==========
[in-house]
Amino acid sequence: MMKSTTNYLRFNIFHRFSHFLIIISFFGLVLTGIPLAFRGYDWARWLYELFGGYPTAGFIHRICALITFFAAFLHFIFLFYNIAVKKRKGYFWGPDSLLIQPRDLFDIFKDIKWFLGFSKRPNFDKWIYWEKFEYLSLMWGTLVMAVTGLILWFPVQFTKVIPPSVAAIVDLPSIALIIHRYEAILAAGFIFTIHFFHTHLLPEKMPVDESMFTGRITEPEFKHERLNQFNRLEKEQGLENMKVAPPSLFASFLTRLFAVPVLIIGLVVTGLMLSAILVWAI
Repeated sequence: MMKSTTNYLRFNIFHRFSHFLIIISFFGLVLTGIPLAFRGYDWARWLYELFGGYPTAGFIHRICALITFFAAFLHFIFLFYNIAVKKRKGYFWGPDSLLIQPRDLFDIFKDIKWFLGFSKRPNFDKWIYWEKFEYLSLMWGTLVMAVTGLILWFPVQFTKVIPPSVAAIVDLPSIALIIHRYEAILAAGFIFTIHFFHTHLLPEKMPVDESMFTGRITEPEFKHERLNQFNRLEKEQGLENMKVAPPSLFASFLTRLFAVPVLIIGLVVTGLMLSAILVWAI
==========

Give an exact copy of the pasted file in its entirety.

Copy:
[in-house]
Amino acid sequence: MMKSTTNYLRFNIFHRFSHFLIIISFFGLVLTGIPLAFRGYDWARWLYELFGGYPTAGFIHRICALITFFAAFLHFIFLFYNIAVKKRKGYFWGPDSLLIQPRDLFDIFKDIKWFLGFSKRPNFDKWIYWEKFEYLSLMWGTLVMAVTGLILWFPVQFTKVIPPSVAAIVDLPSIALIIHRYEAILAAGFIFTIHFFHTHLLPEKMPVDESMFTGRITEPEFKHERLNQFNRLEKEQGLENMKVAPPSLFASFLTRLFAVPVLIIGLVVTGLMLSAILVWAI
Repeated sequence: MMKSTTNYLRFNIFHRFSHFLIIISFFGLVLTGIPLAFRGYDWARWLYELFGGYPTAGFIHRICALITFFAAFLHFIFLFYNIAVKKRKGYFWGPDSLLIQPRDLFDIFKDIKWFLGFSKRPNFDKWIYWEKFEYLSLMWGTLVMAVTGLILWFPVQFTKVIPPSVAAIVDLPSIALIIHRYEAILAAGFIFTIHFFHTHLLPEKMPVDESMFTGRITEPEFKHERLNQFNRLEKEQGLENMKVAPPSLFASFLTRLFAVPVLIIGLVVTGLMLSAILVWAI